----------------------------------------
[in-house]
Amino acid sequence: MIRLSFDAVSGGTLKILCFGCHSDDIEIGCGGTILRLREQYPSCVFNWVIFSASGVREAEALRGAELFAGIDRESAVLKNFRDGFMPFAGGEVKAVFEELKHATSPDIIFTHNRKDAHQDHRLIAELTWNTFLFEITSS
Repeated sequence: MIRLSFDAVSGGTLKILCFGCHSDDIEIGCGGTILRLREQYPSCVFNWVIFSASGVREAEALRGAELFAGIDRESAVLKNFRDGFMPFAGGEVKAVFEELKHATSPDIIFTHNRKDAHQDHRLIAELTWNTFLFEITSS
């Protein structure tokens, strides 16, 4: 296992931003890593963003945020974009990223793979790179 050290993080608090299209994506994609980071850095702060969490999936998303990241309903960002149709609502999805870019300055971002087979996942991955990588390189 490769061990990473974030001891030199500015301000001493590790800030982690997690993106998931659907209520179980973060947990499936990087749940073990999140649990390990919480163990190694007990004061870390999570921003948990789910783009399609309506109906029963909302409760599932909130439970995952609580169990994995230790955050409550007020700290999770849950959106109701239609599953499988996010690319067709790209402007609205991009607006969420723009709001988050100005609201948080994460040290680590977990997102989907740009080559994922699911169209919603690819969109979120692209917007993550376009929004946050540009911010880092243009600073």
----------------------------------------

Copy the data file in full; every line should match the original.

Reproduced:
[in-house]
Amino acid sequence: MIRLSFDAVSGGTLKILCFGCHSDDIEIGCGGTILRLREQYPSCVFNWVIFSASGVREAEALRGAELFAGIDRESAVLKNFRDGFMPFAGGEVKAVFEELKHATSPDIIFTHNRKDAHQDHRLIAELTWNTFLFEITSS
Repeated sequence: MIRLSFDAVSGGTLKILCFGCHSDDIEIGCGGTILRLREQYPSCVFNWVIFSASGVREAEALRGAELFAGIDRESAVLKNFRDGFMPFAGGEVKAVFEELKHATSPDIIFTHNRKDAHQDHRLIAELTWNTFLFEITSS
């Protein structure tokens, strides 16, 4: 296992931003890593963003945020974009990223793979790179 050290993080608090299209994506994609980071850095702060969490999936998303990241309903960002149709609502999805870019300055971002087979996942991955990588390189 490769061990990473974030001891030199500015301000001493590790800030982690997690993106998931659907209520179980973060947990499936990087749940073990999140649990390990919480163990190694007990004061870390999570921003948990789910783009399609309506109906029963909302409760599932909130439970995952609580169990994995230790955050409550007020700290999770849950959106109701239609599953499988996010690319067709790209402007609205991009607006969420723009709001988050100005609201948080994460040290680590977990997102989907740009080559994922699911169209919603690819969109979120692209917007993550376009929004946050540009911010880092243009600073």